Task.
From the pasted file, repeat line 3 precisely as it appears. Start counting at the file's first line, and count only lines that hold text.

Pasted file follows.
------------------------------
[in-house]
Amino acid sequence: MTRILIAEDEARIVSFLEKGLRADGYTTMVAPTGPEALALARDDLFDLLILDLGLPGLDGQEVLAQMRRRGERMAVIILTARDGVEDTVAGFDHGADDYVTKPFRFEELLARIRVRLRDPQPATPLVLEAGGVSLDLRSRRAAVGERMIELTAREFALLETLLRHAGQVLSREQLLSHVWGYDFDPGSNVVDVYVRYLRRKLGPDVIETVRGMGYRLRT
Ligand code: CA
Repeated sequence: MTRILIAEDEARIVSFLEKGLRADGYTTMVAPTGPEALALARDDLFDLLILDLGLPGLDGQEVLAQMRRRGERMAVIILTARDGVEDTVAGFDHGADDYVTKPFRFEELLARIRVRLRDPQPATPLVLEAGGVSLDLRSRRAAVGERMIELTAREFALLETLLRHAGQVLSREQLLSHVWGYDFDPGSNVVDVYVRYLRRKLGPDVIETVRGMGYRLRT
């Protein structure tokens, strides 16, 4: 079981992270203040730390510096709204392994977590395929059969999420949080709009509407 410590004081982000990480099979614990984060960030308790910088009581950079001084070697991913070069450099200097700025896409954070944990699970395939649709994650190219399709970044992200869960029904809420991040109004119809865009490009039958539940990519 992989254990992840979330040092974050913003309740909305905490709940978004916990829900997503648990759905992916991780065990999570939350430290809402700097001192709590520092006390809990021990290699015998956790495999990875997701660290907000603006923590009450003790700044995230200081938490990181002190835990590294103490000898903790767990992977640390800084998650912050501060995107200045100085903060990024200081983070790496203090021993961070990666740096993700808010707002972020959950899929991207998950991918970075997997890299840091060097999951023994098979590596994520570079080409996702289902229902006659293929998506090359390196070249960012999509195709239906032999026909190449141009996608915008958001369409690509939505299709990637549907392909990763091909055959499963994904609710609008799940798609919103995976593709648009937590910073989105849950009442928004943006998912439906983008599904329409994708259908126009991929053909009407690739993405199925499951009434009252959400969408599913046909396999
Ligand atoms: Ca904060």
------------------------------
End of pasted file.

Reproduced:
Ligand code: CA